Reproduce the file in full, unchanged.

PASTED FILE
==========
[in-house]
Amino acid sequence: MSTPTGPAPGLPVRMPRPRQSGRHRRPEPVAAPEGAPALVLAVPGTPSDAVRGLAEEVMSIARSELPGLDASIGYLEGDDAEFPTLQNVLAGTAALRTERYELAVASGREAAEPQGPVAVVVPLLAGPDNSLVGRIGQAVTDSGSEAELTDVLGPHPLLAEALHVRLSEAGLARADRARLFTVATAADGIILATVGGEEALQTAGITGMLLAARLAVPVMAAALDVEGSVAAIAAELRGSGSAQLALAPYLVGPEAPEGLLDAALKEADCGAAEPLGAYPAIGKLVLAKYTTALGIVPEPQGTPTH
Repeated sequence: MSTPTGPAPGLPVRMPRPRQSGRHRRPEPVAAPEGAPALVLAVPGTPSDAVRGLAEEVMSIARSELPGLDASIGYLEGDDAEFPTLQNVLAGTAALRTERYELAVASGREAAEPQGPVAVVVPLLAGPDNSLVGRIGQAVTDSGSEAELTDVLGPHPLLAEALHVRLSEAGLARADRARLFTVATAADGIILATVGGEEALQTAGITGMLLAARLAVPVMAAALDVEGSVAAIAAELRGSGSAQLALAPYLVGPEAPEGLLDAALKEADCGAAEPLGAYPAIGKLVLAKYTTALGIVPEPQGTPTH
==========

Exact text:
[in-house]
Amino acid sequence: MSTPTGPAPGLPVRMPRPRQSGRHRRPEPVAAPEGAPALVLAVPGTPSDAVRGLAEEVMSIARSELPGLDASIGYLEGDDAEFPTLQNVLAGTAALRTERYELAVASGREAAEPQGPVAVVVPLLAGPDNSLVGRIGQAVTDSGSEAELTDVLGPHPLLAEALHVRLSEAGLARADRARLFTVATAADGIILATVGGEEALQTAGITGMLLAARLAVPVMAAALDVEGSVAAIAAELRGSGSAQLALAPYLVGPEAPEGLLDAALKEADCGAAEPLGAYPAIGKLVLAKYTTALGIVPEPQGTPTH
Repeated sequence: MSTPTGPAPGLPVRMPRPRQSGRHRRPEPVAAPEGAPALVLAVPGTPSDAVRGLAEEVMSIARSELPGLDASIGYLEGDDAEFPTLQNVLAGTAALRTERYELAVASGREAAEPQGPVAVVVPLLAGPDNSLVGRIGQAVTDSGSEAELTDVLGPHPLLAEALHVRLSEAGLARADRARLFTVATAADGIILATVGGEEALQTAGITGMLLAARLAVPVMAAALDVEGSVAAIAAELRGSGSAQLALAPYLVGPEAPEGLLDAALKEADCGAAEPLGAYPAIGKLVLAKYTTALGIVPEPQGTPTH